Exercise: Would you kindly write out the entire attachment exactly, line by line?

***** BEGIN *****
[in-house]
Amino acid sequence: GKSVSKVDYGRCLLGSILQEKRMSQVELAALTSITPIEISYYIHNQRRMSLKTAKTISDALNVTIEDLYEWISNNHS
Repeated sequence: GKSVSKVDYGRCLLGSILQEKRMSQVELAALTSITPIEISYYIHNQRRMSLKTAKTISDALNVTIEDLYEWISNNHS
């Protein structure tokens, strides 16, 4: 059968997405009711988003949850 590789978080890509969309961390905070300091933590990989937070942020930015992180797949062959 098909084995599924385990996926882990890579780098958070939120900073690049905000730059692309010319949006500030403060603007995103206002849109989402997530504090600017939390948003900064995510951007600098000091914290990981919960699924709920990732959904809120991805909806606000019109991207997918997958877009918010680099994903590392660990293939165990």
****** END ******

[in-house]
Amino acid sequence: GKSVSKVDYGRCLLGSILQEKRMSQVELAALTSITPIEISYYIHNQRRMSLKTAKTISDALNVTIEDLYEWISNNHS
Repeated sequence: GKSVSKVDYGRCLLGSILQEKRMSQVELAALTSITPIEISYYIHNQRRMSLKTAKTISDALNVTIEDLYEWISNNHS
């Protein structure tokens, strides 16, 4: 059968997405009711988003949850 590789978080890509969309961390905070300091933590990989937070942020930015992180797949062959 098909084995599924385990996926882990890579780098958070939120900073690049905000730059692309010319949006500030403060603007995103206002849109989402997530504090600017939390948003900064995510951007600098000091914290990981919960699924709920990732959904809120991805909806606000019109991207997918997958877009918010680099994903590392660990293939165990």